Damon is Bourne to Run Again and Again
“Spatial disorientation” is the term pilot’s use to describe the feeling when you can neither discern up from down and your brains are effectively scrambled beyond visual coherence. It’s a circumstance that’s led to many a fatal crash. It’s also a good way to describe the effect of director Paul Greengrass filming of “The Bourne Supremacy.” His frantically paced, mostly enjoyable story nearly crashes and burns from its own intensity through the overuse of migraine producing hand-held camera techniques. Many of the elements that made the first installment, “The Bourne Identity” so compelling-a gradual uncovering of CIA agent Bourne’s (Matt Damon’s) hazy past along with a solid narrative of the amnesiac’s determination to find his true identity are missing. Though the trailer hints at a tale of revenge, “The Bourne Supremacy” is primarily a series of electrifying getaways, near-misses, car crashes, combined with the occasional cat-and-mouse dialogue. Damon is excellent once again proving his against type stoic performance in the first film was no fluke. It’s a far more physical performance in the sense that we learn almost nothing new about his character. In “Supremacy” we never see him eat, drink, listen to music or mess with a girlfriend. He’s too busy border hopping-you can get dizzy just counting the countries (India, Germany, England, Russia, Italy) throughout his attempt to discover who framed him for the murder of a CIA agent in Berlin. He’s forced to confront the Agency again led now by Pamela Landy played by Joan Allen (who has perfected the ice-woman role, perhaps that’s because it’s her lone interpretive skill?) Retuning are actors Bryan Cox (more screen time = good) Franka Potente (less screen time = bad) and Julia Stiles (about the same screen time = about right). The action sequences are relentless and exhausting and camouflage, to some degree, the lack of intrigue that one should expect from any Robert Ludlum linked film, even if its only borrowing the popular novelist’s characters. “Bourne Identity” with its old school tendencies benefited from the restraint of using modern technology to heighten suspense and in so doing had one of the best car chase scenes in recent years. “Bourne Supremacy” on the other hand, tries to up the ante and depends on technology to create its thrill a minute video game intensity. Old school versus new school. Someone forgot to tell the producers that it’s not always wise to fix what ain’t broken. Still, a film so dedicated to its riveting pulse while never pandering to cliched formula must be admired. The “Bourne Supremacy” puts the drama in Dramamine.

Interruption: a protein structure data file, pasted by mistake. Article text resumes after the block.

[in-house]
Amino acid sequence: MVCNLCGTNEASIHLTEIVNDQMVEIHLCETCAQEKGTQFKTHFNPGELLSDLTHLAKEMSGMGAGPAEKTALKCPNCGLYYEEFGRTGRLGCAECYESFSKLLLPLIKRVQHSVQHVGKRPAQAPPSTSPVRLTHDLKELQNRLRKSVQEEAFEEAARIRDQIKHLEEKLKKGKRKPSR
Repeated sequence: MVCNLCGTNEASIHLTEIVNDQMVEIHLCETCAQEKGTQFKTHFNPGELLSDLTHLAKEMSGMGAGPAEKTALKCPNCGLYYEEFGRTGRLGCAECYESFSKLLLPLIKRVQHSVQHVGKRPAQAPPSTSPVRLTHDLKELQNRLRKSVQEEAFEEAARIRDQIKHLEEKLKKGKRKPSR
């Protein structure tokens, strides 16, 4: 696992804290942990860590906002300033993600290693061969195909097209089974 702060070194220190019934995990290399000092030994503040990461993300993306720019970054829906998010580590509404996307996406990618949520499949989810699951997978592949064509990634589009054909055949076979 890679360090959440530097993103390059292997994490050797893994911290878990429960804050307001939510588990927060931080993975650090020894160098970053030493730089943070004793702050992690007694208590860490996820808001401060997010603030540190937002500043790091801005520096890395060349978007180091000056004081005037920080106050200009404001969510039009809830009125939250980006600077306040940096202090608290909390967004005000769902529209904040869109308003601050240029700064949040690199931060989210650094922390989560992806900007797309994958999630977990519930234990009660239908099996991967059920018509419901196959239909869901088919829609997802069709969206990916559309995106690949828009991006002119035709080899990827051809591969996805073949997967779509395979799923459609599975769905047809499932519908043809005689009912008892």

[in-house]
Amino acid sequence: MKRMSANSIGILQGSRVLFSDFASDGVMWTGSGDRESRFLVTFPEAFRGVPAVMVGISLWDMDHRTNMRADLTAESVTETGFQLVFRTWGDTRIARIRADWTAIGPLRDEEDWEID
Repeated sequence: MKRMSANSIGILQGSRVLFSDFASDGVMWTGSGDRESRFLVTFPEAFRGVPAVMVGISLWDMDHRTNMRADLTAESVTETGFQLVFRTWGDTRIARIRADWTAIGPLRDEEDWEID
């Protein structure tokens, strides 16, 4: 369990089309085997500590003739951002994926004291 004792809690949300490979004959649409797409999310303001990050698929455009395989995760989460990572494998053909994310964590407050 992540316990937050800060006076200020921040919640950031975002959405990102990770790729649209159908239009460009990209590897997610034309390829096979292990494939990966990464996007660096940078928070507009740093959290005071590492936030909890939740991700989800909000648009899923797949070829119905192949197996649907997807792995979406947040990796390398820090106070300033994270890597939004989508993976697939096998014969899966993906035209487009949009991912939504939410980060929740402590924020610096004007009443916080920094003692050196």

Rated PG-13 for violence and profanity